Living With Clubfoot: My Advice

Greg Thurston - November 22, 2020 
Living with clubfoot
Living with clubfoot is complicated. It complicates our ability to walk, to work, to relax, and to grow.

Over the years I’ve had a number of breakthroughs which enormously boosted my quality of life and reduced pain. So below I'll share my best clubfoot solutions.

But first, I should mention that not all of my suggestions will work for every person.

Everyone’s clubfoot is different. Today I have mild clubfoot problems after treatment throughout my life, but I understand that others are in a tougher position.

Wherever you are today, I hope you find an idea or two that helps you.

1. Do your exercises!

If a chiropractor, doctor, or physio gives you exercises... do them!

That’s where the real progress comes.

I was hot and cold on this during different stages of life, but now it’s crystal clear how important exercises are.

During lockdown, I had weeks of soul-crushing hip pain. All my normal routines disappeared. And after 10 minutes of sitting for breakfast, I would double over in pain like an old man.

So when lockdown ended, I sought help and connected with a BRILLIANT chiropractor.

He explained that he'll do 20% of the work, and I'll do 80% through the daily exercises.

He gave me clear instructions, and I followed them relentlessly... spending 1-3 hours most days. And my body TRANSFORMED over those 10 weeks.

I know 3 hours is a bit extreme, but I was desperate to fix my situation.

20 minutes is ideal once you're in maintenance mode.

My chiropractor said that we progressed in 3 weeks to the point he would expect after 3 months because I was committed to the exercises. 

I'm not saying this to show off, but to explain that consistent daily action led to massive changes.

A good rule of thumb...

Aim to do your exercises 5 times a week. 

That way you can take a day off without feeling guilty, and you’re more likely stick with it.

If you can take a day off whenever you like, it switches the inner dialogue from "a chore I have to do every single day"... to an easily doable goal that is transformational.

Plus you'll feel extra-proud if you do them 6 or 7 days.

This is a great framework for most life goals!

2. If your feet are different sized, buy two pairs of shoes

different sized feet clubfoot
This was a breakthrough for me, and ENORMOUSLY reduced my ankle pain.

It's ridiculous, expensive, and wasteful to buy two pairs of the same shoes, but it’s so worth it.

Previously I bought shoes to fit my bigger foot. My small foot would slide around everywhere (even with padding).

I’ll NEVER go back to that.

I now realize that my foot was constantly tensed. Now my foot and whole right side feel like they're functioning so much better.

I still get pain sometimes, but it's not at the same level and it's much more controllable.

A recent conversation made me laugh...

My 4 month old shoes had stretched because of some awful orthotics.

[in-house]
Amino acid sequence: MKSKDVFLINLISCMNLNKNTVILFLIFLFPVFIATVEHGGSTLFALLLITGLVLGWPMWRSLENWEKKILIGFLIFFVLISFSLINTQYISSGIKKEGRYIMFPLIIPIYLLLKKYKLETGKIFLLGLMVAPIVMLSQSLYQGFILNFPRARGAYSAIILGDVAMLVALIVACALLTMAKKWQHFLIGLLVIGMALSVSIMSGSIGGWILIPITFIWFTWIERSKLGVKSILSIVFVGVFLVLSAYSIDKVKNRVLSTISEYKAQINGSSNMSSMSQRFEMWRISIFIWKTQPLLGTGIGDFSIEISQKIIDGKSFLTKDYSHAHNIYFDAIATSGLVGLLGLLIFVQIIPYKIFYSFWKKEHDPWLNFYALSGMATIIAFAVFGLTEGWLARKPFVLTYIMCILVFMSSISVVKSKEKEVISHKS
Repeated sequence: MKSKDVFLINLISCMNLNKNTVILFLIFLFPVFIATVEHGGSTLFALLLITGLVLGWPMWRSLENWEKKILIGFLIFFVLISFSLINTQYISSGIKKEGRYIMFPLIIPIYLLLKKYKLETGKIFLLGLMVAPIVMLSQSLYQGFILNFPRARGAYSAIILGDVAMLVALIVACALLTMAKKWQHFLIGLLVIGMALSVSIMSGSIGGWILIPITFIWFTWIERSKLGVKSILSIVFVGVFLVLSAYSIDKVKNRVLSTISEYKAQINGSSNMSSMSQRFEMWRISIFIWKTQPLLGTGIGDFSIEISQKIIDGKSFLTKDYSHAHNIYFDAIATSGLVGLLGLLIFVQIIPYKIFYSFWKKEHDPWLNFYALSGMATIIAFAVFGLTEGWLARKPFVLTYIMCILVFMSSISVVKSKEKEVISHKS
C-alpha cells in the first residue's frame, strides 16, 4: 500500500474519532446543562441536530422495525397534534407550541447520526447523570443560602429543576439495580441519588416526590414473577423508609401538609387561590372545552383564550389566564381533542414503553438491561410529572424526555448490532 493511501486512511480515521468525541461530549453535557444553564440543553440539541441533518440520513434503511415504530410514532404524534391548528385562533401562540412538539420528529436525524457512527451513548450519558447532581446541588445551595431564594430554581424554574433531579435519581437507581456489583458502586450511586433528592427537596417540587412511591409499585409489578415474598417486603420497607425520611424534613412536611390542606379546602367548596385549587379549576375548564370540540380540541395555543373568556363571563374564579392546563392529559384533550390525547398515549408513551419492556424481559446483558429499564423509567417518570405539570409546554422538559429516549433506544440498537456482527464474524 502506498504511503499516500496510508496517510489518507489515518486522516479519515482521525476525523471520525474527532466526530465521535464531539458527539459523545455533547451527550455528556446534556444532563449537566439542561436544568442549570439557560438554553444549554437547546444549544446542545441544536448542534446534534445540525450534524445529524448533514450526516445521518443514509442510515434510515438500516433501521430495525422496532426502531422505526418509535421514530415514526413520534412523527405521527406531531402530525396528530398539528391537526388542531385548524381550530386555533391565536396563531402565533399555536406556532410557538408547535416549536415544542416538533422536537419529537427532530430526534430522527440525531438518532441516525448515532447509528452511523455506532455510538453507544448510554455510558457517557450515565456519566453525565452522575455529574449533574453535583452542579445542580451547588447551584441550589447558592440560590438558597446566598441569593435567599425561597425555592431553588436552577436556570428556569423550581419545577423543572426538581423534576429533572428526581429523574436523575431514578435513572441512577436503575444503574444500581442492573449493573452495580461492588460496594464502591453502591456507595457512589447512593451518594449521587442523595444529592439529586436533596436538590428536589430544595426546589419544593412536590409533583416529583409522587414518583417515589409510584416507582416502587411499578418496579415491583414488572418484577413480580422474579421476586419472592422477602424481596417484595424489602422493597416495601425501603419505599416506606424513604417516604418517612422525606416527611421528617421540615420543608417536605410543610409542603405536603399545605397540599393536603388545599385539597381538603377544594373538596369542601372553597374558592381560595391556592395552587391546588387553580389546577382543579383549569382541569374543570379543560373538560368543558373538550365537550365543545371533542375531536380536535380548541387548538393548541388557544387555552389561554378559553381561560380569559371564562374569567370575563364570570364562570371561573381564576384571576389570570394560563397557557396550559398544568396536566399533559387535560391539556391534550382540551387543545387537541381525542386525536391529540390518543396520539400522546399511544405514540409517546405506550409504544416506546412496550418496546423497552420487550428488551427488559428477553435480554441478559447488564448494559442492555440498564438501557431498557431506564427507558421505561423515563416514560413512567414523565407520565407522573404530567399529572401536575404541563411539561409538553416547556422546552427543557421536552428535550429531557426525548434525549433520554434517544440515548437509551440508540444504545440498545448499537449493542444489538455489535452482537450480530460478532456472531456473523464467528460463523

My chiropractor told me to buy new shoes.

Those 4 month old shoes cost me over $300 (one pair size 42, one pair size 45... medium quality Asics).

I laughed because the shoe was ever so slightly too big for my foot... 

Whereas I had spent most of my life wearing a shoe 3 sizes too big.

Well, he shut me down immediately.

He asked me “would you rather spend $600 now, or $20,000 PLUS THE EXTRA PAIN of a knee replacement in 10 years time?”

Ok, ok, I get it!

3. Regular footcare

Beyond emergency measures when pain flare-ups, I've found it's good to set a day each week to treat my feet... AS A ROUTINE.

 Because a little prevention can be the best cure!

Massage, scrubbing, compression, icing, and hot soaks are key for me.

Icing is my go-to when inflammation flares up.

And a weekly scrub and soak helps me to stay on top of my game and feeling a million bucks.

Well, maybe not a million bucks, but when I do weekly epsom salt soaks and daily Rexona-Can Massage, my pain reduces noticeably and tends not to flare up quite so quickly.

4. Not all doctors and care providers are equal

I’m sure most clubbies are in the same boat…

I’ve worked with some amazing people, and some not so amazing.

And what I’ve learned is that it's on me to persist in seeking out good help.

There are super knowledgeable and dedicated care providers out there... But finding them can take effort.

My latest example is working with a chiropractor.

Three years ago I went to a chiropractor for the first time. He took my money and sent me on my way with no improvement in my body, and very little effort on his part. He didn’t even do any assessment of my body or ask questions.

That turned me off the idea of working with chiropractors.

But after my lockdown pain emergency, I’m working with a chiropractor who has TRANSFORMED my life.

He did a thorough assessment...

He took my pain from a 9 to a 3 in that first session...

And he came up with a plan that I have confidence in.

He explained so much to me that I never knew before.

And not only did he help my hip pain, but it turns out he specialises in feet... INCLUDING CLUB FEET.

You might like to watch the video we recorded together, Clubfoot Chiropractor Q&A:

I always thought chiropractors focused on the spine, but actually they work on ALL JOINTS.

He says that feet can change A LOT.

You know, I had resigned myself to the fact that arthritis was unavoidable... but apparently not!

At time of writing, we’re only at week 2 working on my clubfoot, so I’ll post an update soon.